The authors argue that describing the UN resolution on the partition of Palestine is in principle wrong because the Jews were outsiders who came and settled in Palestine while the Arabs were continuously there and therefore the creation of Palestine was usurpation of Palestinian territory. Sympathetic as they are to the Palestinian cause one can argue that the idea of original rights to territory can always be debated. By such a standard of originality one would imagine that the whole of the Americas, Australia and New Zealand are usurped territories by Europeans. Also, the Aryans displaced the Dravidians and became the dominant group and in turn Muslims from Arabia and Central Asia wrested power from the Aryans in the Indian subcontinent. Of course, these things happened way back in the past but establishing the exclusive ownership of Palestine is equally difficult for Jews as well as Arabs.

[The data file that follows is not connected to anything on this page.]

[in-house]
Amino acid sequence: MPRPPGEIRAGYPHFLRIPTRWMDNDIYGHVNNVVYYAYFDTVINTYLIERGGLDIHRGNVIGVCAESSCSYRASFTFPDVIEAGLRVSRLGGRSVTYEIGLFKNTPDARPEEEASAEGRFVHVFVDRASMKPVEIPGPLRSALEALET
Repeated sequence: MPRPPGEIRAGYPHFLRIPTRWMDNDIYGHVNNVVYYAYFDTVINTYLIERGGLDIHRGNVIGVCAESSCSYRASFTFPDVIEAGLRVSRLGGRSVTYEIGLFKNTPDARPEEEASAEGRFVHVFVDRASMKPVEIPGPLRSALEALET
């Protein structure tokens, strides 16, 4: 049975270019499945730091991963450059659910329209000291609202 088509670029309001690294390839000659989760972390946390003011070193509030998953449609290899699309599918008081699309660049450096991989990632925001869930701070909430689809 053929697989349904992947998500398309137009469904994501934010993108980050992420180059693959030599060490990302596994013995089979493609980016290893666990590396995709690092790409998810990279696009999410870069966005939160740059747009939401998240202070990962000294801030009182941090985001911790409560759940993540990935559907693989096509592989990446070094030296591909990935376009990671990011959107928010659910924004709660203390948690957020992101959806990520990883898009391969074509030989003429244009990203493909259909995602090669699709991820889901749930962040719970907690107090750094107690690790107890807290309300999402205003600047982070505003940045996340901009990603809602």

In the conclusion they argue convincingly that it lies in the interest of Israel to reach a peace settlement with the Palestinians because otherwise that region will always remain volatile and explosive. The settlement of course has to be one, which grants the Palestinians their national rights in a state.
The book is no doubt the product of great effort to examine documents and review the politics surrounding the Palestine Question. It will surely be read widely.
The writer is an award-winning novelist, professor and a scholar. He can be reached at email@example.com
Published in Daily Times, August 10th 2017.